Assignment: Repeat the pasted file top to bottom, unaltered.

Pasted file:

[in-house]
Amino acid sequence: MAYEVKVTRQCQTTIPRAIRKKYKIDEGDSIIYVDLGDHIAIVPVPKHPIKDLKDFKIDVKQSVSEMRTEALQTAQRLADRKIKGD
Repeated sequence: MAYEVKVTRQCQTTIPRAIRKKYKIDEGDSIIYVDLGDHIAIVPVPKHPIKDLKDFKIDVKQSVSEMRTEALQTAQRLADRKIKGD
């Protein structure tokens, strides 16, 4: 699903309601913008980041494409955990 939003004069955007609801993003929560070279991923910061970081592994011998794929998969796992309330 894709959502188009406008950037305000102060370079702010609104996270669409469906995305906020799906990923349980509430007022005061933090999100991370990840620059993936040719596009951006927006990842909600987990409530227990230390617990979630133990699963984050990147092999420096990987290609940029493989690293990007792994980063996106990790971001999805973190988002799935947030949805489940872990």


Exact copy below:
[in-house]
Amino acid sequence: MAYEVKVTRQCQTTIPRAIRKKYKIDEGDSIIYVDLGDHIAIVPVPKHPIKDLKDFKIDVKQSVSEMRTEALQTAQRLADRKIKGD
Repeated sequence: MAYEVKVTRQCQTTIPRAIRKKYKIDEGDSIIYVDLGDHIAIVPVPKHPIKDLKDFKIDVKQSVSEMRTEALQTAQRLADRKIKGD
């Protein structure tokens, strides 16, 4: 699903309601913008980041494409955990 939003004069955007609801993003929560070279991923910061970081592994011998794929998969796992309330 894709959502188009406008950037305000102060370079702010609104996270669409469906995305906020799906990923349980509430007022005061933090999100991370990840620059993936040719596009951006927006990842909600987990409530227990230390617990979630133990699963984050990147092999420096990987290609940029493989690293990007792994980063996106990790971001999805973190988002799935947030949805489940872990």